During the last 5 years it became sort of tradition: I'm waiting till the end of June to download the latest release of Eclipse. The cynics usually say: "Wait for the first SP, the release is always full of bugs!" But I'm never patient enough to wait.
Usually I'm downloading the JEE bundle (the one that previously was called "wtp-all-in-one") and this is exactly what I did this time. The budnle's size for Galileo became larger: 189MB.
The Europa was 126MB and Ganymede was 163MB. Actually wtp-all-in-one 2.0.1 was 259MB, so 189MB is not that large.
Before launching Eclipse, I always take a look to eclipse.ini.
The good news: It now contains predefined memory settings, so it doesn't use the JVM defaults. And you don't need to remember how to set -Xms and -Xmx ("after -vmargs that must be the last arguments in the command line..." and so on).
Somehow it contains the double definition of launcher.XXMaxPermSize (a bug?)
In addition, I prefer setting also PermSize to 256MB and setting both -Xms and -Xmx to the same size: 512MB.
For the first run I decided to leave these settings as is.
So let's see it running... Wow, it started quite fast. If Eclipse became faster, it's really the good news. It always was somewhat slow.
The "Welcome" page. Also different. OK, links to JEE sub-projects... Here it is, the "What's New" section. Click. Click. Click. Hey! What's going on? Nothing happens! Samples? Tutorials? Workbench? Oh, finally it worked. Here comes the Workbench. And where is "What's New"?
Listen, folks, it's very disappointing that you put broken links on the "Welcome" page.
Anyway I think I can find "What's New" section myself: Help -> Help Contents. Wow! This was quick! Workbench User Guide -> What's New in 3.5. Great!
Don't be frightened. I'm not going copy here the whole "What's New" section. I'll only mention the bullets I have really liked:
1. Switching between open editors and multiple editor pages has been streamlined. Ctrl+PageDown and Ctrl+PageUp now always activate the next or previous editor tab, even in multi-page editors. To switch between pages of a multi-page editor, use Alt+PageDown and Alt+PageUp. - Cool! I really hated the previous situation, when multi-page editor makes you stuck, when you're using Ctrl+PageUp to switch between the open editors.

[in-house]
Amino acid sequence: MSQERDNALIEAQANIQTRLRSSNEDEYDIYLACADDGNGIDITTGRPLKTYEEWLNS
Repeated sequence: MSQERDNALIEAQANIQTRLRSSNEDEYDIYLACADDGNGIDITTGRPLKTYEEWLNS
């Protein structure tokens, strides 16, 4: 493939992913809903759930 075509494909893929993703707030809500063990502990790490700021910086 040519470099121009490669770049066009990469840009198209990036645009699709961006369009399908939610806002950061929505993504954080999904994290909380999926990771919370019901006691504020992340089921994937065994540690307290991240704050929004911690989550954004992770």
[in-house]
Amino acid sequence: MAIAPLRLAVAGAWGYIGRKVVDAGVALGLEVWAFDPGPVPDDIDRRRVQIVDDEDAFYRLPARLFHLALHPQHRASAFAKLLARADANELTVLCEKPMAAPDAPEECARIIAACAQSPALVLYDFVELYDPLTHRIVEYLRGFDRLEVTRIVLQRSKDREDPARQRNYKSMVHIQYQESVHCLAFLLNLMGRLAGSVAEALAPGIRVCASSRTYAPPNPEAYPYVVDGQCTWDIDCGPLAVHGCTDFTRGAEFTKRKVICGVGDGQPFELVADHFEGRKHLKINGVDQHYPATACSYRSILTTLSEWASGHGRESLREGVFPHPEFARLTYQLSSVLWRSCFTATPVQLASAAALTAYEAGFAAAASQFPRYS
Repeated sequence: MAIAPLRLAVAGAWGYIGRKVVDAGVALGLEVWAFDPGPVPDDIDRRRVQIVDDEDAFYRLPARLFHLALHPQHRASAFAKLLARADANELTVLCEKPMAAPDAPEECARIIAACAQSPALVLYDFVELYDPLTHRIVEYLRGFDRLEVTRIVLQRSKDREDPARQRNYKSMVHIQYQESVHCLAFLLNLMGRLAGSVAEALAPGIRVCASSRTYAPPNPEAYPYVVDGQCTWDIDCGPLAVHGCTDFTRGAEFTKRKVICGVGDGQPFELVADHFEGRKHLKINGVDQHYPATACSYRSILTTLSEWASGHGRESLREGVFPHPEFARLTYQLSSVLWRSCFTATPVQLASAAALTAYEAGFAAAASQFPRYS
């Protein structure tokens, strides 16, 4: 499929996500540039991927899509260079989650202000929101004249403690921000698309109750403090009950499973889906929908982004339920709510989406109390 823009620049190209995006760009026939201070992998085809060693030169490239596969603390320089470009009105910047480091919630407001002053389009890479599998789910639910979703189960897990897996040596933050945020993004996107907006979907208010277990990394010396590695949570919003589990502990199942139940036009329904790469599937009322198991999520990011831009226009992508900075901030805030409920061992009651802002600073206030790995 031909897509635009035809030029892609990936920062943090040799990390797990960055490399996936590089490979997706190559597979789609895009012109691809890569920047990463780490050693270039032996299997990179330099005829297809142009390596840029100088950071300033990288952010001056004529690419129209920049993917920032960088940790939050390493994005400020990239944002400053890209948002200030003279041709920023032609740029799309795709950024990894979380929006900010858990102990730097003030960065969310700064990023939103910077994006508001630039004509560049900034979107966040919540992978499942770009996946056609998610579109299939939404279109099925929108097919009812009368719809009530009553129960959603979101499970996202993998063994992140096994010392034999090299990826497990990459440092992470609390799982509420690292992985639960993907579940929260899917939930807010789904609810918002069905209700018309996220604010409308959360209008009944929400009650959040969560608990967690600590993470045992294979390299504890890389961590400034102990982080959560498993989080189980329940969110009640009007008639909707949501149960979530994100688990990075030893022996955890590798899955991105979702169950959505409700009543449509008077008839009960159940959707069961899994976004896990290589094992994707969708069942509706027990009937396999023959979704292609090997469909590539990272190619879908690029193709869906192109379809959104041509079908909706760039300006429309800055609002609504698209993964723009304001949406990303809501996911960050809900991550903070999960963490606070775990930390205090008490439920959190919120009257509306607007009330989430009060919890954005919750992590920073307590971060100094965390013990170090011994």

2. The whole "Install New Software" section has been completely changed again. I say "again", since it was completely changed just one year ago. From the first look, it's better now. I've installed CollabNet Desctop pretty smoothly.
3. Textual editors now support block (aka column or rectangular) selection mode. Quite a cool feature.
4. An Open Implementation hyperlink has been added for overridable methods, which directly opens the implementation in case there's only one, or shows all the concrete implementations for that method in the hierarchy of its declaring type, using the quick type hierarchy. By default, the hyperlink appears when you hold down the Ctrl key while hovering over an overridable method.
5. And here comes the coolest feature till now: The new toString() generator allows you to quickly generate a toString() method for your class. I was really missing this feature!
6. As usual there are compiler enhancements with new warnings. Nothing really special, but it's nice to have them. I'm still waiting for the warning about calling non-private methods from the constructors.
7. And the last enhancement, I would like to mention, is using Plug-in Spy in menus. Previously, it was possible to open a Plug-in Spy from Views and Editors only. Now its abilities were extended to menus: click Alt+Shift+f2 and select the menu.
So these were my favorite features from the "What's New" sections. In addition, I paid attention to some unmentioned (but still cool) content assist features. For example, when creating an anonymous class from the interface, the methods are generated automatically.
I believe there are many more features I didn't pay attention yet.
Let's sum up: The first impression from the Eclipse Galileo is very positive. The bugs I paid attention till now are minor and there are a lot of cool features.
In addition, I have a feeling that Eclipse Galileo is faster then the previous release. I hope it isn't just a feeling and that it IS faster.
I'll continue using Galileo and promise to report anything that is worthy mentioning in this blog. So follow up :)